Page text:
Nevertheless, some nations present at Rio +20 still hoped to reinforce measures protecting international waters – about 45% of the surface of the globe. A proposal dating from the Montego Bay Convention – to establish an international governance of high seas – was again submitted, and would have allowed for defining a legal framework for such international areas. But the proposal quickly sank under the weight of opposition from a handful of states – a powerful handful – consisting of the United States, Canada, Japan, Russia and Venezuela. To understand their reluctance, we must be aware of the great economic potential of the oceans, and also the complex political issues linked to different economic players who, in each country, protect their own specific interests.
First, there are the fishing resources, and we can understand why Japan for example has not wanted to support the idea of governance of high seas.
Second, the seabed beneath the oceans contains hydrocarbon and mineral resources coveted by many industries. Only the technical complexity of these deep-sea extractions slows the process of exploitation, which has now become economically advantageous due to the rising cost of oil and other natural resources.
Third, the genetic resources of the oceans represent a promising raw material for industry, particularly in the field of health. And it's primarily this potential market for pharmaceutical patents which prevented the United States from agreeing to the proposition.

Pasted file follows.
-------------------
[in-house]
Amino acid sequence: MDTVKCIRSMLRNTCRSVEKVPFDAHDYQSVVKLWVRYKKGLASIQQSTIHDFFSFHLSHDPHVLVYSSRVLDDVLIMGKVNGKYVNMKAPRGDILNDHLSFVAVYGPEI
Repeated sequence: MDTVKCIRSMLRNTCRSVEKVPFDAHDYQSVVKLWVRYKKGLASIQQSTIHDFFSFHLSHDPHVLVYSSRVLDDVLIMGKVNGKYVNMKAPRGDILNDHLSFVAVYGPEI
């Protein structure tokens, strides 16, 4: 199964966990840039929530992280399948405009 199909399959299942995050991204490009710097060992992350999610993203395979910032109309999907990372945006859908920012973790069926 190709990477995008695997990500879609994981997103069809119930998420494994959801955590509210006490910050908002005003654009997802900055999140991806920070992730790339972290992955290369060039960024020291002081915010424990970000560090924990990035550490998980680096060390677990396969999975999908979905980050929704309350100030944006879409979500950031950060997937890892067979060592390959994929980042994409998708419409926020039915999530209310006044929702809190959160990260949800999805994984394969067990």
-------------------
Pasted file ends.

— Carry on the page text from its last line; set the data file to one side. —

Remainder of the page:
However, the participating countries did agree to renegotiate this point as soon as possible. A deadline was set for 2015. By that time, the U.S. will have emerged from their electoral period. And we can expect that policy makers will have found solutions to the economic crisis, and will be ready to tackle the environmental crisis threatening not the planet, but "the passengers of the Earth" that we are.
In addition to the governance of high seas, a large number of considerations were taken into account at Rio+20. The states agreed to promote sustainable and responsible fishing by: targeting subsidies, fighting against illegal and over-fishing, and encouraging environmentally-friendly fishing practices. Finally, they agreed to guarantee access to marine resources for artisanal fishermen, especially indigenous people. Even if the Rio+20 text does not cite exact numbers, it's certainly the first time that subsidies accorded to industrial fishing operations are designated as being responsible for overfishing and illegal fishing.